Consumer medicine information

Polaramine Tablets and Syrup

Dexchlorpheniramine maleate


Brand name


Active ingredient

Dexchlorpheniramine maleate




Consumer medicine information (CMI) leaflet

Please read this leaflet carefully before you start using Polaramine Tablets and Syrup.

What is in this leaflet?

This leaflet answers some common questions about Polaramine. It does not contain all of the available information. It does not take the place of talking to your doctor or pharmacist.

All medicines have risks and benefits. Your doctor or pharmacist has weighed the risks of you taking Polaramine against the benefits they expect it will have for you.

If you have any concerns about taking this medicine, ask your doctor or pharmacist.

Keep this leaflet with the medicine. You may need to read it again.

What POLARAMINE is used for

Polaramine relieves symptoms associated with allergic rhinitis (including hayfever), such as sneezing, runny or itchy nose, and burning or itchy eyes.

Polaramine may also be used to relieve symptoms associated with hives (also known as chronic urticaria). These symptoms include itching, redness and lumps on the skin.

Polaramine can also be used to treat drug reactions.

Polaramine belongs to a class of medicines known as antihistamines.

Antihistamines help reduce allergic symptoms by preventing the effects of a substance called histamine. Histamine is produced by the body in response to foreign substances which the body is allergic to.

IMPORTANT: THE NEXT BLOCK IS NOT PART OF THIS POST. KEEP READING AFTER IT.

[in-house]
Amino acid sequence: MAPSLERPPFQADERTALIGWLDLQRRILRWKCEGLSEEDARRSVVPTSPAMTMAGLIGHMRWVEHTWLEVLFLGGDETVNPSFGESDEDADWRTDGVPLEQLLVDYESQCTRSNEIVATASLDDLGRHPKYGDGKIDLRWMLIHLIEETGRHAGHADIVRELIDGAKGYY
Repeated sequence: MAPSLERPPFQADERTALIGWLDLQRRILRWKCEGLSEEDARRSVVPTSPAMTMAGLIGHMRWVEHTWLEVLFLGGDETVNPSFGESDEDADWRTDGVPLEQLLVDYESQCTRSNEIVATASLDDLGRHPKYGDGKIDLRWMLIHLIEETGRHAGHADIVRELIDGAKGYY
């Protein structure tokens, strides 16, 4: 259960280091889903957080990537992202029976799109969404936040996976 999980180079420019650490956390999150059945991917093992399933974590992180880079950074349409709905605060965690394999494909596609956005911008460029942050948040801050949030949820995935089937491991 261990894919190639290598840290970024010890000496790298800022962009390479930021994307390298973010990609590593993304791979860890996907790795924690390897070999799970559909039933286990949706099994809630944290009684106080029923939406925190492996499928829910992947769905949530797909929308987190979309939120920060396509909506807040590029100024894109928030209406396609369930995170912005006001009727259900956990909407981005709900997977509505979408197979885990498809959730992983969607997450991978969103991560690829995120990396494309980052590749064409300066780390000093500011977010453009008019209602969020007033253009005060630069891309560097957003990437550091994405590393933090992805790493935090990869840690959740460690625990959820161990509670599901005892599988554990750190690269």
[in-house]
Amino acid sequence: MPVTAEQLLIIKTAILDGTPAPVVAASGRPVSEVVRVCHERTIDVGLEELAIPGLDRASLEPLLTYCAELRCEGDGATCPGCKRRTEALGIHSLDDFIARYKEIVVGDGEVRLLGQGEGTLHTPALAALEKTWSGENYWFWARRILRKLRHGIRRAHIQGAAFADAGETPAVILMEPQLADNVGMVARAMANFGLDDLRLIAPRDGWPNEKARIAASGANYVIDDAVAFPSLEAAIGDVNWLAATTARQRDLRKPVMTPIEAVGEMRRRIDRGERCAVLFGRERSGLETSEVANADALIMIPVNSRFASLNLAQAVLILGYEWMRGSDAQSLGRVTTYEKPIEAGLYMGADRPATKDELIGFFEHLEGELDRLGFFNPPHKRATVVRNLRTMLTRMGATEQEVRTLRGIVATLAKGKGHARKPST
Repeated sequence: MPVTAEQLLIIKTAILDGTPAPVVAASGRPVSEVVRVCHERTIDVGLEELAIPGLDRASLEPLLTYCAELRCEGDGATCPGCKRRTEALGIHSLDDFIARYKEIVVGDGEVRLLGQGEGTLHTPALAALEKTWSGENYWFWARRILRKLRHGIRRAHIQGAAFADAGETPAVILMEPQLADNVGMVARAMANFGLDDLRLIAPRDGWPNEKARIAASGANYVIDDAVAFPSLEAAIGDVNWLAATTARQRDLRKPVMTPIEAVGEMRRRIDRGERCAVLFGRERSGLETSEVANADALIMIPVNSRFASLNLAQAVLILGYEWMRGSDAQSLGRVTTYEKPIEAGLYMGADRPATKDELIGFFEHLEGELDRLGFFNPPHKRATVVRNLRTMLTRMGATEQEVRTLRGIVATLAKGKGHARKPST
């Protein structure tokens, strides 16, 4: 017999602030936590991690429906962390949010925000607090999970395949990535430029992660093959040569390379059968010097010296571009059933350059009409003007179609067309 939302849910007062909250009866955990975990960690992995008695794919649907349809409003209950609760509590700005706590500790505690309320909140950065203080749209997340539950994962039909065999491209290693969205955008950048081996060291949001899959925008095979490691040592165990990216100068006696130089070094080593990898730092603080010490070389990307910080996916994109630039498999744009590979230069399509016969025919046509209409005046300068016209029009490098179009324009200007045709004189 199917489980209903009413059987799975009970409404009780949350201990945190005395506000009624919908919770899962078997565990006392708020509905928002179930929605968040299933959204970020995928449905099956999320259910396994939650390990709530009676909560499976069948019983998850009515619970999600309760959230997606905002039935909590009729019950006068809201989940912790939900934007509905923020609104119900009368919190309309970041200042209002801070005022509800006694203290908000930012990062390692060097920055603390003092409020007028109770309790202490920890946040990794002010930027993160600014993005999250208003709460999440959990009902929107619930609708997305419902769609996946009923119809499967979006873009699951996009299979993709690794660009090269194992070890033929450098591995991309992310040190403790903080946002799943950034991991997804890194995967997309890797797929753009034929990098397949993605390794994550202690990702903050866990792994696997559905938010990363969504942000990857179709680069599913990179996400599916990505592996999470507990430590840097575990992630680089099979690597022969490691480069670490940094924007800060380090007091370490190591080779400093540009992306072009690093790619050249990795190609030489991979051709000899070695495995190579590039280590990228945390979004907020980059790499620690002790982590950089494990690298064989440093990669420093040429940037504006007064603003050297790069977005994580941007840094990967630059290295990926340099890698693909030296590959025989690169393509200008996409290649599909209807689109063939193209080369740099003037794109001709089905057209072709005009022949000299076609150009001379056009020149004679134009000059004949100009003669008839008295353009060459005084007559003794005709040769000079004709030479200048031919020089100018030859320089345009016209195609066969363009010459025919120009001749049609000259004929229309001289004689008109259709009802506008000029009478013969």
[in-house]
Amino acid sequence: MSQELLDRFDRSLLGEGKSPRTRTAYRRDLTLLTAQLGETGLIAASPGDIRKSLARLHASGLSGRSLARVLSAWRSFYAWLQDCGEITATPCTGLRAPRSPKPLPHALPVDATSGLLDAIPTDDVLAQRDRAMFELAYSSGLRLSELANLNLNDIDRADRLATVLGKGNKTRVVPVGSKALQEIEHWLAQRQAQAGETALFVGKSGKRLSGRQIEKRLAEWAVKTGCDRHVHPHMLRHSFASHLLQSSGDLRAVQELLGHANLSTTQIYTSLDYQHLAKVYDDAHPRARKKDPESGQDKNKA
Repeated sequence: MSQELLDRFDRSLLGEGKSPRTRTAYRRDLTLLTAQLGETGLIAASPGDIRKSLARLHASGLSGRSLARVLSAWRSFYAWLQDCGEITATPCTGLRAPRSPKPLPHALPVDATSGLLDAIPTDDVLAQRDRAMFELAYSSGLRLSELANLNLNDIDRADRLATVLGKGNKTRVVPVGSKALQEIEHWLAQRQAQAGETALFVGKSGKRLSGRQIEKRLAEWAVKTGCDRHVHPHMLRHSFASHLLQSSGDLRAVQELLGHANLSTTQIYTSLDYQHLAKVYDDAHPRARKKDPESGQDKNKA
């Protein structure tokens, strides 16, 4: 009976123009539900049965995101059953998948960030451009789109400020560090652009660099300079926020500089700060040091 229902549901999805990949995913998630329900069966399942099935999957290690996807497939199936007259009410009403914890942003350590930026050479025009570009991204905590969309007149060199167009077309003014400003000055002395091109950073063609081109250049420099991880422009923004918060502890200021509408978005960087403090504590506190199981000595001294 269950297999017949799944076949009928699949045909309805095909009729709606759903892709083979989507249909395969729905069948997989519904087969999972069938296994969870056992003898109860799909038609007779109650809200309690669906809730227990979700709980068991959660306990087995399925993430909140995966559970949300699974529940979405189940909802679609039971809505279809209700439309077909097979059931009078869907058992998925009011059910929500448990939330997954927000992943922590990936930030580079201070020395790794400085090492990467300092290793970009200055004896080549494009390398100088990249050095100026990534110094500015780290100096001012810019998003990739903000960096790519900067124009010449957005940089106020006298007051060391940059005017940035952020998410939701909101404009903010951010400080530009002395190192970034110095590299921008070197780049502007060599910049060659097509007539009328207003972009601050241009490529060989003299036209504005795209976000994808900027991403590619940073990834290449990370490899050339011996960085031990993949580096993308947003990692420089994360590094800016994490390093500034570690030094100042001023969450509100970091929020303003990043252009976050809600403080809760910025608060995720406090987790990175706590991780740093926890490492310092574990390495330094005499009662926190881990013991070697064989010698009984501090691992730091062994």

Your doctor or pharmacist may have prescribed Polaramine for another reason.

Ask your doctor or pharmacist if you have any questions about why Polaramine has been prescribed for you.

There is no evidence that Polaramine is addictive.

Before you take POLARAMINE

When you must not take it

Do not take Polaramine if:

  • you are allergic to it or any of the ingredients listed at the end of this leaflet.
    Some of the symptoms of an allergic reaction may include skin rash, difficulty in breathing or faintness.
  • you are also taking medicines used to treat depression such as monoamine oxidase inhibitor (MAOI).
    Taking Polaramine together with a MAOI may exaggerate the effects of Polaramine and cause a severe drop in your blood pressure.

Do not give Polaramine Syrup to children under 2 years of age.

Do not give Polaramine Syrup to children aged between 2-11 years of age except on the advice of a doctor, pharmacist or nurse practitioner.

Do not give Polaramine Tablets to children less than 12 years.

Do not take Polaramine after the expiry date (EXP) printed on the pack.